The aim of this study was to investigate the culling reasons in cows milked once-a-day (OAD), evaluating the differences of production, fertility and traits other than production (TOP) between retained and culled cows. Cows in different lactations from Massey University Dairy 1 were scored for 18 TOP for three consecutive seasons from 2013 to 2015. Herd-test records were used to estimate milk yield (MY), fat yield (FY), protein yield (PY) and somatic cell score (SCS). Low fertility, poor udder conforma-tion and low production were the main reasons for culling in all seasons. Overall, culled cows had a lower MY (3534±56 kg), FY (173.5±2.8 kg), PY (138.5±2.1 kg) and higher SCS (6.41±0.09) than retained cows (MY = 4006±41 kg; FY = 204.7±1.9 kg; PY = 160.6±1.5; SCS = 6.19±0.06). Culled cows had a poorer adaptability to milking (7.02 ± 0.04) and poorer farmer’s overall opin-ion (7.62±0.06) than retained cows (7.23±0.03 and 7.89±0.04, respectively). Moreover, culled cows had a weaker udder support (5.56), weaker front udder (5.48) and lower rear udder (6.01) than retained cows (6.19, 5.85 and 6.25, respectively). These traits might have a higher influence on the culling decisions of OAD dairy farms than the age and production worth of cows.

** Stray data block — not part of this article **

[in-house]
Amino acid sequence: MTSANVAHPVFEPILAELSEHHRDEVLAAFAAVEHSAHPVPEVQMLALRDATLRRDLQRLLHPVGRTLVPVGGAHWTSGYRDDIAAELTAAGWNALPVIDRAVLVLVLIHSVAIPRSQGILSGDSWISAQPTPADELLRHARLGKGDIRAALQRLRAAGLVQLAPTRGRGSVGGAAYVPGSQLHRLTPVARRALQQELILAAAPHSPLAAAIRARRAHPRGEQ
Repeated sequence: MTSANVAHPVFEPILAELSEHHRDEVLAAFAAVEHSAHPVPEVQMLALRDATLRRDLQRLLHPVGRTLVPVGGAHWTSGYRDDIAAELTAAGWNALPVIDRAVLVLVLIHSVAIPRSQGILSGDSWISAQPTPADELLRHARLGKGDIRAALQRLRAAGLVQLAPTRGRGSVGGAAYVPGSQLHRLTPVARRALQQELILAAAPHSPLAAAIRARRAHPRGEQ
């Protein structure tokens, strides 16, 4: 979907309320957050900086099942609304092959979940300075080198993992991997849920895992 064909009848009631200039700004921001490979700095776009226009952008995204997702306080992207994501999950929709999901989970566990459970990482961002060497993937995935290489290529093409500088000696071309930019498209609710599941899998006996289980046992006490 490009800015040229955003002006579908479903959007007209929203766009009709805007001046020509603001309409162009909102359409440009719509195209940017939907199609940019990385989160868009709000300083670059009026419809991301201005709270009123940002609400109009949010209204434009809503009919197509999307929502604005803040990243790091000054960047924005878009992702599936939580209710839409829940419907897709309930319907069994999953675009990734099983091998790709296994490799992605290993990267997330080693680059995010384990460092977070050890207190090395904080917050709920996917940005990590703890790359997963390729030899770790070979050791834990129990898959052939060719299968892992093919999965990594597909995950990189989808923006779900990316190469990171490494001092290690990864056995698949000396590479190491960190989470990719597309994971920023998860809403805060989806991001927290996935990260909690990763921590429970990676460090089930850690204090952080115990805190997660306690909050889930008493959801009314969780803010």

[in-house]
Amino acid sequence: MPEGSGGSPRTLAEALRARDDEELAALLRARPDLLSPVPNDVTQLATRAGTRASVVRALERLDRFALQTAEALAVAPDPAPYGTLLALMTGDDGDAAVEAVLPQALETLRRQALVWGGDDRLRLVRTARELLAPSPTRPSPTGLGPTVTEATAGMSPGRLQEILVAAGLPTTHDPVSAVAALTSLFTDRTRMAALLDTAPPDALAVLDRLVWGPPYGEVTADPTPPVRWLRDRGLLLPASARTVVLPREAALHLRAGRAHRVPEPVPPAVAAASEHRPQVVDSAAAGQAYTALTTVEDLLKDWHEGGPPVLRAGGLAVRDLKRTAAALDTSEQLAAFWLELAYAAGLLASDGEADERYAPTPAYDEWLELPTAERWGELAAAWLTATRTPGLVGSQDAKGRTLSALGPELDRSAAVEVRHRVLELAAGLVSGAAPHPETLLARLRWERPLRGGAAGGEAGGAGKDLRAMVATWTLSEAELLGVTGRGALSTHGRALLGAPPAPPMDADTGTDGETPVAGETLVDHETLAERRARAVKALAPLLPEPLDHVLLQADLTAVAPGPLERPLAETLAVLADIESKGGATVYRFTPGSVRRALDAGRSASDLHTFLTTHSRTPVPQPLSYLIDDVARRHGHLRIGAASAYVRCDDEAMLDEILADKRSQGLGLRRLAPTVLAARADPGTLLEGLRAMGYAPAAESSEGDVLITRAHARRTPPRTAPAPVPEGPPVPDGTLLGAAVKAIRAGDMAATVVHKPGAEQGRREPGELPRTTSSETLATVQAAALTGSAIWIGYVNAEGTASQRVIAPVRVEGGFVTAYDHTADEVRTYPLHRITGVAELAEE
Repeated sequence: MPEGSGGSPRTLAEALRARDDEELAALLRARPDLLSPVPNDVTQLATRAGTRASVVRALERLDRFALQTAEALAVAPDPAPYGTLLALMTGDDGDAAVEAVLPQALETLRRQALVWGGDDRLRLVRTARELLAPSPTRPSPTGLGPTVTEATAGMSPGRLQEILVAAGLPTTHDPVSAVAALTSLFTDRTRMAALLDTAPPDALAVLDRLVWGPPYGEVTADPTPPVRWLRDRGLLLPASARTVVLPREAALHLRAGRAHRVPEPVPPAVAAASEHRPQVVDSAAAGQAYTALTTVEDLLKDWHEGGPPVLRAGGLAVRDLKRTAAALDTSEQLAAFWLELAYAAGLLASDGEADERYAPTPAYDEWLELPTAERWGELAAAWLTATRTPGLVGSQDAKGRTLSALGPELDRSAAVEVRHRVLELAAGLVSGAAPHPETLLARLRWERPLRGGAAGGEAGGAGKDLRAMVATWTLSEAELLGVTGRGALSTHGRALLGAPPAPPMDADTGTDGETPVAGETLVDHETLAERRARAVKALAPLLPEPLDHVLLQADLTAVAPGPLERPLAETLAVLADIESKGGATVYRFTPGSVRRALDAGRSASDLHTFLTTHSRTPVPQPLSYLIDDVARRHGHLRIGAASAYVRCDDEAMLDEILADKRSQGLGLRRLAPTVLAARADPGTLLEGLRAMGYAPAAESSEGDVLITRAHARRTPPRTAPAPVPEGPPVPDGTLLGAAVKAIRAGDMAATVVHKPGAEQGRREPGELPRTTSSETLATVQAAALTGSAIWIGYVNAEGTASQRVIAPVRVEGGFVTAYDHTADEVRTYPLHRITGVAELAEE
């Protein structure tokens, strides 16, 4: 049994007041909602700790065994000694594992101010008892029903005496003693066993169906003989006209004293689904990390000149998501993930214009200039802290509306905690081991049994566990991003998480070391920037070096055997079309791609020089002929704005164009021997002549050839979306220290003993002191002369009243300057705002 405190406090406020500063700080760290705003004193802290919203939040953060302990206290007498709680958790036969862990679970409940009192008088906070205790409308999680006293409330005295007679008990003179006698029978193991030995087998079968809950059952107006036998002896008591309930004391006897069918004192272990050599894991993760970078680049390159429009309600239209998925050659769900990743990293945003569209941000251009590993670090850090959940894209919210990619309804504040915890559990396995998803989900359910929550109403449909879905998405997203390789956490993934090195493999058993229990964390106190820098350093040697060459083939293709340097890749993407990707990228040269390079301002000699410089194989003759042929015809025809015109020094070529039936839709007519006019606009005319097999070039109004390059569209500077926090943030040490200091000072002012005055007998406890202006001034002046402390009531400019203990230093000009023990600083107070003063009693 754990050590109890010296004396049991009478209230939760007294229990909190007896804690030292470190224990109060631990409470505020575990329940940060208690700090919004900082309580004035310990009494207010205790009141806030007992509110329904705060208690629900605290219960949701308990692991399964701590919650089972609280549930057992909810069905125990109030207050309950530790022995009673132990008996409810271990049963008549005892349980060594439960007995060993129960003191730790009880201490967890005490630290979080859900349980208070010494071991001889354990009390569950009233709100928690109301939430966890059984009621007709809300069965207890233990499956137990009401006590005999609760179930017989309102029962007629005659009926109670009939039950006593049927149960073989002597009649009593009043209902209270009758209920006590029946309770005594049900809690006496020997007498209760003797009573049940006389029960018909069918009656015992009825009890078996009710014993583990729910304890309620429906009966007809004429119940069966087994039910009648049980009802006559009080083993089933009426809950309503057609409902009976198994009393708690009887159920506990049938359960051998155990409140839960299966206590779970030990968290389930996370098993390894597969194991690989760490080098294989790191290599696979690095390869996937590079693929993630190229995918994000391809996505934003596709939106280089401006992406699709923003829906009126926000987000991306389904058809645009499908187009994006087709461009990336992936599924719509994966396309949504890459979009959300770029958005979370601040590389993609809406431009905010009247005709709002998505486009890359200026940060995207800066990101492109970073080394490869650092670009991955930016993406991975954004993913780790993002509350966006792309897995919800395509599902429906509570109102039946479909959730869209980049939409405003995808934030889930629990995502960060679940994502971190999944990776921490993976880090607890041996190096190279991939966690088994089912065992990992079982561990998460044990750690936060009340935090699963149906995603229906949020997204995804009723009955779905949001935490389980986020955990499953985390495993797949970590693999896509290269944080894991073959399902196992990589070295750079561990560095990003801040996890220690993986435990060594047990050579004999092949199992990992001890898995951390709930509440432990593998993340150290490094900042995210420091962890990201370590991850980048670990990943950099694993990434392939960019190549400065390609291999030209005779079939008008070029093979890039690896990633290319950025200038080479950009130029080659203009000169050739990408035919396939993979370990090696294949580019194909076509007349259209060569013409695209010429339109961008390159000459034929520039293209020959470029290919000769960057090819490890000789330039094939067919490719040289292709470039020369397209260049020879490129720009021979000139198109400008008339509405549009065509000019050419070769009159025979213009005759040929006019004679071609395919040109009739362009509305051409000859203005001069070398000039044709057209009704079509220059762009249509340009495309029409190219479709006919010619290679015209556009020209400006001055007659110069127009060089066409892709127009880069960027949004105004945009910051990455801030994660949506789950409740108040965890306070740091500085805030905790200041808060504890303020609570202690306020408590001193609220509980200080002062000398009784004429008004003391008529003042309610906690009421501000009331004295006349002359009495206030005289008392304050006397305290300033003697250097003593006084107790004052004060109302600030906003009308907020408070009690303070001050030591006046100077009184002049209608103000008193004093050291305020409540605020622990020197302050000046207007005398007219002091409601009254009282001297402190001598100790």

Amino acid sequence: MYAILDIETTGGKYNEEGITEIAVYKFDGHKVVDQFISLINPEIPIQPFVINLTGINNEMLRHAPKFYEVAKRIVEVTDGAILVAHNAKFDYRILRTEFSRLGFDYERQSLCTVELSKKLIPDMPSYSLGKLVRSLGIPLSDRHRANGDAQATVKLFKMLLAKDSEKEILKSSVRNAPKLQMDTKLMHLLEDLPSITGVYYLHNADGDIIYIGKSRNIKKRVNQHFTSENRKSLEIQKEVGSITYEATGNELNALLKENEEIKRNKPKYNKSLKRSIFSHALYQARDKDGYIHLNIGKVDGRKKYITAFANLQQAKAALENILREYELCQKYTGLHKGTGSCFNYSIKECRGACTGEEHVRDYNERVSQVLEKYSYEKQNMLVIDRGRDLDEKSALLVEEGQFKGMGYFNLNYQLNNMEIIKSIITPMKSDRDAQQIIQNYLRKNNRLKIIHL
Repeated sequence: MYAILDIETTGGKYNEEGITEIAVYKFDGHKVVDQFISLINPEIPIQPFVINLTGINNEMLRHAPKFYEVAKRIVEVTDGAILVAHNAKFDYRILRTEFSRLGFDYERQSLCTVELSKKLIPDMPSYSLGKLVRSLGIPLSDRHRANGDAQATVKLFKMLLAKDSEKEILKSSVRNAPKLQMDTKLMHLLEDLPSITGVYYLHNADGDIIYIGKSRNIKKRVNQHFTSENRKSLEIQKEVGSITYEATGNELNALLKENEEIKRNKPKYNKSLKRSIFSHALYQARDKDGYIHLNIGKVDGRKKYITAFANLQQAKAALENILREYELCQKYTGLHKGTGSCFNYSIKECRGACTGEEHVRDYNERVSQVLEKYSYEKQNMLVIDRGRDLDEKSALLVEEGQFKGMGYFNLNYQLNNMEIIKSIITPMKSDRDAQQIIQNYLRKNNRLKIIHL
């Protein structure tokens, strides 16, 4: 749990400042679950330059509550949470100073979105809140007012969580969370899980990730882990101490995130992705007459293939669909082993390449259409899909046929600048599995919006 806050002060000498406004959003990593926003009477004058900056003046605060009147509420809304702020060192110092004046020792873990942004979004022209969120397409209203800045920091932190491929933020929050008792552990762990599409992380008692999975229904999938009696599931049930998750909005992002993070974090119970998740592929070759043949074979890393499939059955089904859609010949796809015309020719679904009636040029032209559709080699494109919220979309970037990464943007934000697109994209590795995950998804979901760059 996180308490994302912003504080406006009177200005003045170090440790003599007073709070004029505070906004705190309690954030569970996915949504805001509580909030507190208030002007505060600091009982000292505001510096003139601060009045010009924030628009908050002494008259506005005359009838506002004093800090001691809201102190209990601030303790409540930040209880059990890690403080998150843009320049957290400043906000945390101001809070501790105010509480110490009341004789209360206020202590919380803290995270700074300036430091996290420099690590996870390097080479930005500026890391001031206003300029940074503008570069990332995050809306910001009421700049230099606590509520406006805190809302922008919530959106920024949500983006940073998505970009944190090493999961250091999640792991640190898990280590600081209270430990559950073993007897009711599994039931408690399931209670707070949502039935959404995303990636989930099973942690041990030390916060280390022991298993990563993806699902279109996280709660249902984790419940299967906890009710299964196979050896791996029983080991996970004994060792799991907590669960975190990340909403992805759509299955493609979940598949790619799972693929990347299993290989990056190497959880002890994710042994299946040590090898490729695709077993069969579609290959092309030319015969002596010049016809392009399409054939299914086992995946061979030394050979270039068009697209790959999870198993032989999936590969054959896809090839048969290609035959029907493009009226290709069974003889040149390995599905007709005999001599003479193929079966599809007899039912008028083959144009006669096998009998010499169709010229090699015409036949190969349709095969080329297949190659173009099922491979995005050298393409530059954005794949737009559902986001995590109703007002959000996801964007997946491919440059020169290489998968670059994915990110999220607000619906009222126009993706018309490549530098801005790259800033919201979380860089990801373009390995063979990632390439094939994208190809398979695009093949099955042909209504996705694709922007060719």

JF Rocha, N Lopez-Villalobos, and JL Burke

Proceedings of the New Zealand Society of Animal Production, Volume 77, Rotorua, 200-204, 2017
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